Halting DACA opens the door to comprehensive immigration reform
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Back in October, I predicted that there was a strong likelihood that if Donald Trump were elected, he would take steps to limit immigration that went beyond what even most Republicans found appropriate, and that such a move by Trump would open the door to the possibility of bipartisan immigration reform.

President Trump’s moves to halt Deferred Action for Childhood Arrivals, or DACA, may indeed be that opening that motivates Congress to engage in a bipartisan effort to enact immigration reform, and could be the impetus that finally gets a major immigration bill across the finish line.


Specifically, there has been such a bipartisan backlash against the move to end the DACA program — which offers temporary protection from deportation for immigrants brought to the country illegally as children — that this may truly open the door to having Congress engage in another effort to enact immigration reform. The scope of such reform may not be as comprehensive as the Gang of Eight, but the need to “fix” DACA could involve efforts to include broader immigration reforms, such as a path to citizenship, business needs, Sanctuary Cities and DACA.


For such an effort to gain the necessary momentum to force Congress to address it in a serious way, however, likely requires some pain and some risk. Specifically, Congress is unlikely to act on broader immigration efforts unless we see the pain that removing DACA could impose on individuals and families. The risk is that Congress may not be able to muster the effort, or find an agreement, to address DACA, much less other immigration issues that could be addressed as part of the DACA effort.

There is some discussion that Democrats may seek to add a provision to various must pass bills like the debt ceiling that would curtail the administration’s ability to make such a change. While such an effort could pass, given the leverage that Democrats have over many of these must-pass bills, such an effort would ironically kill the necessary political impetus to pass an immigration bill, putting the issue on the back-burner for yet another Congress. Specifically, this Congress has demonstrated an inability to pass major legislation without a deadline, so any effort to pass major contentious legislation without some looming deadline is likely doomed to failure.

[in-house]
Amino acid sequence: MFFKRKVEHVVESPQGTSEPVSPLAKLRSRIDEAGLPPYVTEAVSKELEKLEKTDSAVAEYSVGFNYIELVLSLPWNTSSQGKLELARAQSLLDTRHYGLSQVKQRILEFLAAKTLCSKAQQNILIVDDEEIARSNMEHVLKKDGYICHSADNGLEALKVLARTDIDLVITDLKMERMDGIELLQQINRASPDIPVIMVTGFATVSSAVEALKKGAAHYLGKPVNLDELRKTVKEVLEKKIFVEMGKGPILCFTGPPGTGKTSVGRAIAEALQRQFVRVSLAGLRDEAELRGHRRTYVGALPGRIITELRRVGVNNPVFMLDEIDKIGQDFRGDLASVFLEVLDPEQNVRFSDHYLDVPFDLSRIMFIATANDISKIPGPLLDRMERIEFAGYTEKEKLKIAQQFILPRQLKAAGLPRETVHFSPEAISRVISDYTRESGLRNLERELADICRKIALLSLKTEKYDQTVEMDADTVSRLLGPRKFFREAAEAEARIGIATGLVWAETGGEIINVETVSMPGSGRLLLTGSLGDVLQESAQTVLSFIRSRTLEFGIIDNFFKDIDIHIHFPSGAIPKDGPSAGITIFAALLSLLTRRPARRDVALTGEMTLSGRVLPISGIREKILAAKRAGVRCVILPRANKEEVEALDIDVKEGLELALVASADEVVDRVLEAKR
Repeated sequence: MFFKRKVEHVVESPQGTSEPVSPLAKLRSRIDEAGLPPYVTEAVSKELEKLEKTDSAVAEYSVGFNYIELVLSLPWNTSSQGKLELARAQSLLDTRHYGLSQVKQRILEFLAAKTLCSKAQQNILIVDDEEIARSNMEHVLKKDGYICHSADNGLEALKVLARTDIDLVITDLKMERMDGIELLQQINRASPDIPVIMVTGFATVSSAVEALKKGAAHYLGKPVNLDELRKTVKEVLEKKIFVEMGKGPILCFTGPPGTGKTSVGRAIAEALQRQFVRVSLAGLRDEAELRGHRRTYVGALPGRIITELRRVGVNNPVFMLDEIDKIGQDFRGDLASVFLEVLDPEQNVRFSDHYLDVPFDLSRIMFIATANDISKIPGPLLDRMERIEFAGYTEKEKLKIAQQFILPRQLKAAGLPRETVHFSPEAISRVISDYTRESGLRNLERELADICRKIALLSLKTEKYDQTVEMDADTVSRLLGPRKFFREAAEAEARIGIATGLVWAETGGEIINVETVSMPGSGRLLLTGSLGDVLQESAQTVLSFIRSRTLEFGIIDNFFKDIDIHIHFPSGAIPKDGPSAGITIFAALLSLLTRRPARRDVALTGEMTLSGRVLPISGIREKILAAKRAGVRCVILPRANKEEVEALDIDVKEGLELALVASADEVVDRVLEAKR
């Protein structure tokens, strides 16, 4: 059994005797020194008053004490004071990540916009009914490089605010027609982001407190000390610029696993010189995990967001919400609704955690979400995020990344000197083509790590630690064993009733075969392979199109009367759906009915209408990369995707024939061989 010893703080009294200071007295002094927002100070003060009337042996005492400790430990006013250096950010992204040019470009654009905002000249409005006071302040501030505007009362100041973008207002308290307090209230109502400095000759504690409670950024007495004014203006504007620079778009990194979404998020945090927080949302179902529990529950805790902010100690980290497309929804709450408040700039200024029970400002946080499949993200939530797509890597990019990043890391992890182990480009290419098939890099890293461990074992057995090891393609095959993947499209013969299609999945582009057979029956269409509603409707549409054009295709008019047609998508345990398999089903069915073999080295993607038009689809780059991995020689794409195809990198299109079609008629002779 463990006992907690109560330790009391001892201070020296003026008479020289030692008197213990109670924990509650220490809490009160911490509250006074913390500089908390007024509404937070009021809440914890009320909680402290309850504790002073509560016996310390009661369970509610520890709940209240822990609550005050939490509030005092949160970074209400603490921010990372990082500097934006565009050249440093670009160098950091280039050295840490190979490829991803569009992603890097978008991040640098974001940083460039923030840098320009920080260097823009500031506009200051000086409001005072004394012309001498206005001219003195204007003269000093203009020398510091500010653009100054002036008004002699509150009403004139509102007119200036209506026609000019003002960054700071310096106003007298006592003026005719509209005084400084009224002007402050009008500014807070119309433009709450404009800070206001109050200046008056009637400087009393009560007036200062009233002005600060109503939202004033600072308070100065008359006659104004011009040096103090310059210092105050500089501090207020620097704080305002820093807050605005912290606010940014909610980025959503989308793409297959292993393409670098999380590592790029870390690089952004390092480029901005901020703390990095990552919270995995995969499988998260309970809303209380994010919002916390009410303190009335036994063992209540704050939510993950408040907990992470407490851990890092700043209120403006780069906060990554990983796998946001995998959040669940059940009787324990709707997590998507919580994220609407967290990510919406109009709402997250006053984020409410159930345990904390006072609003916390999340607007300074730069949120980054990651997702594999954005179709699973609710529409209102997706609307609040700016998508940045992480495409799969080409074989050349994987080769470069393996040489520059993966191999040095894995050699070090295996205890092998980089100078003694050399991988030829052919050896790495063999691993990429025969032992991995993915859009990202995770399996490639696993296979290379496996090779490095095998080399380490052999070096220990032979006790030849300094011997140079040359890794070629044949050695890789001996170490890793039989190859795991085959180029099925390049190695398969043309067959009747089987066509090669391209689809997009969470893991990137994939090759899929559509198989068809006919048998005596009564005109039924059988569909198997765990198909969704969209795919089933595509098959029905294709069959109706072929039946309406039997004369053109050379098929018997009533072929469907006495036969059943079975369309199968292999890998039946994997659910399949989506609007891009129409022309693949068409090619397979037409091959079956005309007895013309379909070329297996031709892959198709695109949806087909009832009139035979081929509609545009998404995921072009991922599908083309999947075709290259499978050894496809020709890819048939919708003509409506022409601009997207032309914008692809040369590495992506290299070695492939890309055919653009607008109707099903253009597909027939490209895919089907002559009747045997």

In other words, addressing the risk and stopping the pain could have significant short-term implications for DACA’s Dreamers, but without such risk, the ability to pass broader legislation is snuffed out. 

In what would be quite a Machiavellian effort, we could also see an effort by Republicans who want to limit the opening to engage in a more comprehensive discussion, and simply “take the issue off the table,” seek to add a DACA provision to these must pass bills. Such an effort could not only bring much-needed Democratic support to the table, but could stymie more comprehensive immigration discussions.

Of course, the passage of a broader immigration reform bill is by no means assured with or without the need to “do something” about DACA.

Immigration is not an easy political issue to tackle, particularly given the splits among Republicans. Further, as we learned from the experience with the Affordable Care Act, having the House and Senate each try to craft their own plan to tackle a very sensitive political issue is extraordinarily difficult and time consuming, particularly when time and attention will be competing with other congressional priorities.

Trump’s statement on DACA Tuesday noted “permits will not begin to expire for another six months,” this could be the clock that sets the time-frame for immigration reform. However it is far more likely that any serious effort to pass broader immigration reform would not seriously commence until 2018, and could even be an issue that Congress only really starts to tackle in a 2018 lame-duck session.

Another challenge that any effort to engage in a broader immigration debate will face is settling on the issues that are, or are not, considered. Specifically, outside of DACA, would a broader effort tackle business needs like H-1Bs and farm labor? Would Congress explore a path to citizenship for the 11 million illegals in addition to DACA? Or would DACA be the only issue that enough consensus emerges to move forward on?

Clearly, no one knows the answers to any of these questions. The need to answer them rests on what happens with DACA, and whether Congress seeks a narrow fix, or rolls the dice on seeking a broader solution.

Joe Rubin is the senior vice president of Government Relations and Public Affairs at MWWPR, an international Public Relations firm. Rubin was senior counsel and co-chair of the government relations practice for Arnall Golden Gregory LLP and former staff to the House Judiciary Committee.

The views expressed by contributors are their own and are not the views of The Hill.